Vancouver battle against homelessness undercut by federal inaction on housing
The rising numbers of homeless identified in last month’s Vancouver homeless count are being matched by increases in Toronto and Calgary, as well, says UBC Okanagan professor Carey Doberstein, because Ottawa is not doing its part to support affordable housing.
Vancouver’s increase is somewhat offset by the fact that this city has done the most to move people off the street and into shelter. But a shelter is not a home, and Mayor Gregor Robertson has emphasized his commitment to keep working to eliminate street homelessness.
Part of the solution lies in expanding housing options across the spectrum, including with market rental. Here Vancouver is well ahead of its peers, with 2,839 new rental units built or in the pipeline, equivalent to 189 percent of the goal for this stage of the city’s 10-year plan.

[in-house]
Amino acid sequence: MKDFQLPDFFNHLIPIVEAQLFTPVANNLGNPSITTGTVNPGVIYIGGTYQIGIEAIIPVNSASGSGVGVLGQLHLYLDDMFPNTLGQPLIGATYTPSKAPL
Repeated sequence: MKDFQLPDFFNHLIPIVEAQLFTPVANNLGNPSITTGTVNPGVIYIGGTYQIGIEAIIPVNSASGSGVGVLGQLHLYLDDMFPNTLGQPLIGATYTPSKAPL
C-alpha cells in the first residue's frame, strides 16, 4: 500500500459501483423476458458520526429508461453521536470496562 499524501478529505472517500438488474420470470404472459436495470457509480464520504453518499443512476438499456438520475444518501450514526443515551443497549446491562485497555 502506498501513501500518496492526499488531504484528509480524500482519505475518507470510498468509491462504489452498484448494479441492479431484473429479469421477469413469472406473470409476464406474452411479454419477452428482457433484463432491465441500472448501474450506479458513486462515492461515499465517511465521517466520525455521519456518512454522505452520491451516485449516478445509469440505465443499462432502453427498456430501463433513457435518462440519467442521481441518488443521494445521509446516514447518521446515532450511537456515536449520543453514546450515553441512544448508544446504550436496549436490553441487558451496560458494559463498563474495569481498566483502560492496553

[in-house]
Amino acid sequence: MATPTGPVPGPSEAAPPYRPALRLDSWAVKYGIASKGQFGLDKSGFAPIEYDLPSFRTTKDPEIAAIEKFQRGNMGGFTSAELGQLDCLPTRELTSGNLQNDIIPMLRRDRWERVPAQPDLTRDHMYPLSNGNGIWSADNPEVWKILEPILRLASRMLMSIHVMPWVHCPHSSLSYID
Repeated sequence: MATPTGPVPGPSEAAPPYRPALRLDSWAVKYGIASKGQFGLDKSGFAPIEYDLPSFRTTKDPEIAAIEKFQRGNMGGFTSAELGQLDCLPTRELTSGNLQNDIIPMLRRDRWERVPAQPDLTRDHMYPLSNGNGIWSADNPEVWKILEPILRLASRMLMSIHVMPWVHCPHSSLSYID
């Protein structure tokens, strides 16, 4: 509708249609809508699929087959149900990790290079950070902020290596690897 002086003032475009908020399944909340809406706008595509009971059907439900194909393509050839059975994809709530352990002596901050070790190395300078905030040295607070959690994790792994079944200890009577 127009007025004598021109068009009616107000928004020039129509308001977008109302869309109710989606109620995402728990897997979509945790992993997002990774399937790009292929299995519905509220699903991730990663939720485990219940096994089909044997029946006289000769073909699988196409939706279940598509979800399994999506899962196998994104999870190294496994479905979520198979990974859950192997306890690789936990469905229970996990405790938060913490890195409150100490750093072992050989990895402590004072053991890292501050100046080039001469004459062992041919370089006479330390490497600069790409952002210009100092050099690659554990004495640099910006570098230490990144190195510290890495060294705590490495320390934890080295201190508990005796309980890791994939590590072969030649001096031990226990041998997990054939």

Good news? Not for everyone, apparently. Today, Green Party councillor Adriane Carr voted against Metro Vancouver Housing Corp.’s Heather Place proposal, which features 230 units of rental housing, including at least 52 with subsidized rents and about 11 fully-accessible units. All Vision and NPA councillors present voted in favour.